Stephen Dain (NSW), Blue Light: Nasty or Nice?
Emeritus Professor Stephen John Dain is a former Director of ORLAB, a self-sustaining test, calibration and research facility within the School of Optometry and Vision Science at UNSW. Stephen is founding member and an Honorary Life Member of the Colour Society of Australia. He has had a distinguished research career specializing in vision & video display unit (VDU) operators, eyes & vision in industry, eye protection, ultra violet (UV) effects on eyes, colour vision and eye disease, colour vision deficiencies and lighting. He will be speaking at Colour Connections on "Blue Light, Nasty or Nice?"!
Wendy Davis (NSW), Leveraging Colour to Reduce the Energy Consumed by Lighting
Wendy Davis is an Associate Professor in Lighting and Director of Illumination Design in the School of Architecture, Design and Planning at the University of Sydney, where she leads a lighting design master’s program and a research group investigating ways that emerging technologies can be used to better illuminate architectural spaces. She previously spent seven years as a Vision Scientist at the National Institute of Standards and Technology. Wendy earned her Ph.D. and M.S. degrees from the University of California, Berkeley in vision science, after completing her B.A. in psychology and physiology at the University of Minnesota.
Wendy's presentation "Leveraging Colour to Reduce the Energy Consumed by Lighting" will invite colour experts from all disciplines to consider (and hopefully share!) the ways in which their knowledge, understanding, and experience with colour could be used in the development of new approaches to lighting design.
Derek Brown (UK), The Reality of Colour Illusion and Nearby Misperceptions
Derek H. Brown is a Senior Lecturer in the Centre for the Study of Perceptual Experience and Department of Philosophy at the University of Glasgow. He works in philosophy of mind and perception, with particular interests in philosophy of colour, perceptual constancies, ‘indirect’ approaches to perception, imagination, projection in perception, and perceptual demonstratives. He recently co-edited, with Fiona Macpherson, "The Routledge Handbook on the Philosophy of Colour". In his presentation "The Reality of Colour Illusion and Nearby Misperceptions", Derek will argue that some so-called colour illusions deserve to be classified as such and some do not, and will begin to outline a theory of colour illusion that accommodates this picture.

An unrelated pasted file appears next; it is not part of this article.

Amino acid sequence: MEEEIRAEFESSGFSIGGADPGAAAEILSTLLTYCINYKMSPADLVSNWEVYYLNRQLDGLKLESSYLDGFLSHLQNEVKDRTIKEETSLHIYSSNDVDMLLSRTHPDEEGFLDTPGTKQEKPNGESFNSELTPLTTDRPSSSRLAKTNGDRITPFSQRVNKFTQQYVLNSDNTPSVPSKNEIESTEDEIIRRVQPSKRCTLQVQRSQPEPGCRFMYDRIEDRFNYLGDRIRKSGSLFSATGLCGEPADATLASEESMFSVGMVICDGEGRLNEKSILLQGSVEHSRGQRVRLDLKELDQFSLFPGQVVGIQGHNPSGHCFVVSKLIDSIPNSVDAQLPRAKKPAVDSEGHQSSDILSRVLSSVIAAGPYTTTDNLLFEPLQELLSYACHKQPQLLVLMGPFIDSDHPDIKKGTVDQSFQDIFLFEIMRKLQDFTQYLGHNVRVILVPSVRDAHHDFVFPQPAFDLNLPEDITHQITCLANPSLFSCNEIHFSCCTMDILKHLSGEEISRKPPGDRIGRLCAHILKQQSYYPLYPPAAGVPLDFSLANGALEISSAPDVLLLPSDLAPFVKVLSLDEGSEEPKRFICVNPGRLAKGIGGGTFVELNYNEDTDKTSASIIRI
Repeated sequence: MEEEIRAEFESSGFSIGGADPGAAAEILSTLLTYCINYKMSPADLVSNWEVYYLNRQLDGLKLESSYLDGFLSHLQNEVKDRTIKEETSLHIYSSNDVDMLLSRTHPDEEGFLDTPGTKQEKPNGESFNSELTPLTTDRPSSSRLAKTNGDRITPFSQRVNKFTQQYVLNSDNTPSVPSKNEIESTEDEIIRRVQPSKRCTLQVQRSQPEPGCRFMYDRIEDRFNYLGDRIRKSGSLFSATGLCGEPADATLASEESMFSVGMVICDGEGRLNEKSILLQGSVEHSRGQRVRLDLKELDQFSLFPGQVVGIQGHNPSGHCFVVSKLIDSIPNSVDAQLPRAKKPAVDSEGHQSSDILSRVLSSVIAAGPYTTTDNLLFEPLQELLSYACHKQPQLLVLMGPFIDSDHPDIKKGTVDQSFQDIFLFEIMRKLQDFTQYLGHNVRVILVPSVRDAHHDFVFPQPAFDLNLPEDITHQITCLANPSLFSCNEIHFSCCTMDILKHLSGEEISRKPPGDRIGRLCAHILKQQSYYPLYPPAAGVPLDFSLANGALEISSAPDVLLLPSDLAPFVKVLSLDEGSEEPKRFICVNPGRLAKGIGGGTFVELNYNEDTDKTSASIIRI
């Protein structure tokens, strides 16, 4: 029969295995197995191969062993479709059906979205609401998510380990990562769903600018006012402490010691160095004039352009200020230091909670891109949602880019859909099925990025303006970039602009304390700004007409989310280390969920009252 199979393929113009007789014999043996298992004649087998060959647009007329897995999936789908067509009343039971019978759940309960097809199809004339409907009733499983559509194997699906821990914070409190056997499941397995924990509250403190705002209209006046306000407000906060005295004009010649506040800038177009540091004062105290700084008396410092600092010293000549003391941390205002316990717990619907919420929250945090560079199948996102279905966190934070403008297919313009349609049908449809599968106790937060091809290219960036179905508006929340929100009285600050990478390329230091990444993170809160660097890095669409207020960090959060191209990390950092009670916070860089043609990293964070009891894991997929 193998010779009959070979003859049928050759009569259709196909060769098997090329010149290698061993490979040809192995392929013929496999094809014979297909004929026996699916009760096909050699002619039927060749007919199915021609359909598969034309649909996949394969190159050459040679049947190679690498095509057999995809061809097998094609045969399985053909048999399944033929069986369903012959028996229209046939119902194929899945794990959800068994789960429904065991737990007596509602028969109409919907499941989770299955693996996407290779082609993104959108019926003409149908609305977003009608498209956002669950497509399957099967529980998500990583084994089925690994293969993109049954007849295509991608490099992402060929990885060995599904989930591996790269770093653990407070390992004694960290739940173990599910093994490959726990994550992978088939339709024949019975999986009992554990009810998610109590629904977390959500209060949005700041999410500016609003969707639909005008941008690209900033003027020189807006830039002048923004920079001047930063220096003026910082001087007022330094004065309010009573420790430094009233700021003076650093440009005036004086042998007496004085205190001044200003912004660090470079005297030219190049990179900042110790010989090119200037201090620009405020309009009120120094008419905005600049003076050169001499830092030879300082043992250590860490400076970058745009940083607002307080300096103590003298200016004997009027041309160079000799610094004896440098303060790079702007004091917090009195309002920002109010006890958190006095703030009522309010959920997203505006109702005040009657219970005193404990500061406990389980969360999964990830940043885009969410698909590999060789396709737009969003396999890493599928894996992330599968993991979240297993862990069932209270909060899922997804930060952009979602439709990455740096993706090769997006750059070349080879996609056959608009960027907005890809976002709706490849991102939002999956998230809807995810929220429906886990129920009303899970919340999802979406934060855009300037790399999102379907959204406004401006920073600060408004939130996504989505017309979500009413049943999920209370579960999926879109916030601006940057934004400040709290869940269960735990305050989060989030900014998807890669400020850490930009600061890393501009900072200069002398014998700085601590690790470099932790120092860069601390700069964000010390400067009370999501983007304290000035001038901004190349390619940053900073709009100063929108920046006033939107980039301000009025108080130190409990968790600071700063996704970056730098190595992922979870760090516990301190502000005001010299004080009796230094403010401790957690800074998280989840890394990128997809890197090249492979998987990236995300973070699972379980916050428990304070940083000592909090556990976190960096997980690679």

Barry Maund (WA), The Richness of Illusions of Colour
Barry Maund is Senior Honorary Research Fellow in Philosophy at the University of Western Australia and is a leading authority on the philosophy of colour. Among his many influential writings are his books “Colours: Their Nature and Representation” (Cambridge University Press, 2009) and “Perception” (Acumen, 2013), and his entry “Color” in the “Stanford Encyclopaedia of Philosophy”.
Barry’s presentation “The Richness of Illusions of Colour” is a lucid discussion examining different ways in which something can be said to be an “illusion” and conversely, different ways of being real. In making these distinctions he develops a positive aspect of a view of colour favoured by scientists but resisted by many philosophers.
Aly Indermühle (NSW), Luminous Colour - the Enchantment of Light Art
Aly Indermühle's talk “Luminous Colour - the enchantment of light art” is an illustrated overview of contemporary light art exploring the global popularity of the medium and why it continues to captivate the public.
Aly’s career has spanned multiple elements of film and television production to include 3D animation, artistic creation, sculpture, lighting, texturing and theme park design. She now focuses on sculpture and art Installations in her artistic practice, which encompasses large-scale publicly displayed artwork as seen in VIVID Sydney and The Australian Open to smaller more intimate light works for the private sphere.
Copyright & Legal Obligations
All information in the abstract submission, including author’s names, affiliations, authors order of listing, and the content of abstract, will be used in the conference publications. The contributor carries legal obligations of the abstract; any violation to a third party’s right will be the responsibility of the contributor him/herself.